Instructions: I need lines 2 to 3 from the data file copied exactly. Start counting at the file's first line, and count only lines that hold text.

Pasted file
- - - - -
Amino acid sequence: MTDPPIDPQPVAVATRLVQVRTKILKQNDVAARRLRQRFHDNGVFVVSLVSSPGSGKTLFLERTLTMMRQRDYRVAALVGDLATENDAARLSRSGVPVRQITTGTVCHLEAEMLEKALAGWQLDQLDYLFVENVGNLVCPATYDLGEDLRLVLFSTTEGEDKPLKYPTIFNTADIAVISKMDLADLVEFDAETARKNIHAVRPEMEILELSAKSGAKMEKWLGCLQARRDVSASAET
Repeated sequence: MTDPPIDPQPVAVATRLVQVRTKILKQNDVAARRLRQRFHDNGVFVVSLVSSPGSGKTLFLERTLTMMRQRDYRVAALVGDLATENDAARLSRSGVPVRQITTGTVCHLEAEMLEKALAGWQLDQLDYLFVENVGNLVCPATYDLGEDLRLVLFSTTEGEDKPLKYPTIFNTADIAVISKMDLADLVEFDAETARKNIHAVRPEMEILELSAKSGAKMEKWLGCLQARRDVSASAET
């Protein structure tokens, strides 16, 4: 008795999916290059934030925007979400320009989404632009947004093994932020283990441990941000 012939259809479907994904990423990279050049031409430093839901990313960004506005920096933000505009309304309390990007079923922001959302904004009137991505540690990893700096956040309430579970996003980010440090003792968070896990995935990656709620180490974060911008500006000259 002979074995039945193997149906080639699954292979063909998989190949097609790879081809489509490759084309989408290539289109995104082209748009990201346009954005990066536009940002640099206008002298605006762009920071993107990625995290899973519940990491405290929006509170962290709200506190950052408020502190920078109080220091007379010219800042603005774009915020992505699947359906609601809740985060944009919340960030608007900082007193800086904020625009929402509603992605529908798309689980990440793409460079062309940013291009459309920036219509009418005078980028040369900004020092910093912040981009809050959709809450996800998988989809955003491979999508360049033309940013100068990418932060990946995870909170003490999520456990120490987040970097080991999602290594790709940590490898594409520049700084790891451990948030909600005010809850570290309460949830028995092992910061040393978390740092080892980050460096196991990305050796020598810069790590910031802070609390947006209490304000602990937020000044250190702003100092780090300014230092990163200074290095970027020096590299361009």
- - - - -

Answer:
Repeated sequence: MTDPPIDPQPVAVATRLVQVRTKILKQNDVAARRLRQRFHDNGVFVVSLVSSPGSGKTLFLERTLTMMRQRDYRVAALVGDLATENDAARLSRSGVPVRQITTGTVCHLEAEMLEKALAGWQLDQLDYLFVENVGNLVCPATYDLGEDLRLVLFSTTEGEDKPLKYPTIFNTADIAVISKMDLADLVEFDAETARKNIHAVRPEMEILELSAKSGAKMEKWLGCLQARRDVSASAET
């Protein structure tokens, strides 16, 4: 008795999916290059934030925007979400320009989404632009947004093994932020283990441990941000 012939259809479907994904990423990279050049031409430093839901990313960004506005920096933000505009309304309390990007079923922001959302904004009137991505540690990893700096956040309430579970996003980010440090003792968070896990995935990656709620180490974060911008500006000259 002979074995039945193997149906080639699954292979063909998989190949097609790879081809489509490759084309989408290539289109995104082209748009990201346009954005990066536009940002640099206008002298605006762009920071993107990625995290899973519940990491405290929006509170962290709200506190950052408020502190920078109080220091007379010219800042603005774009915020992505699947359906609601809740985060944009919340960030608007900082007193800086904020625009929402509603992605529908798309689980990440793409460079062309940013291009459309920036219509009418005078980028040369900004020092910093912040981009809050959709809450996800998988989809955003491979999508360049033309940013100068990418932060990946995870909170003490999520456990120490987040970097080991999602290594790709940590490898594409520049700084790891451990948030909600005010809850570290309460949830028995092992910061040393978390740092080892980050460096196991990305050796020598810069790590910031802070609390947006209490304000602990937020000044250190702003100092780090300014230092990163200074290095970027020096590299361009």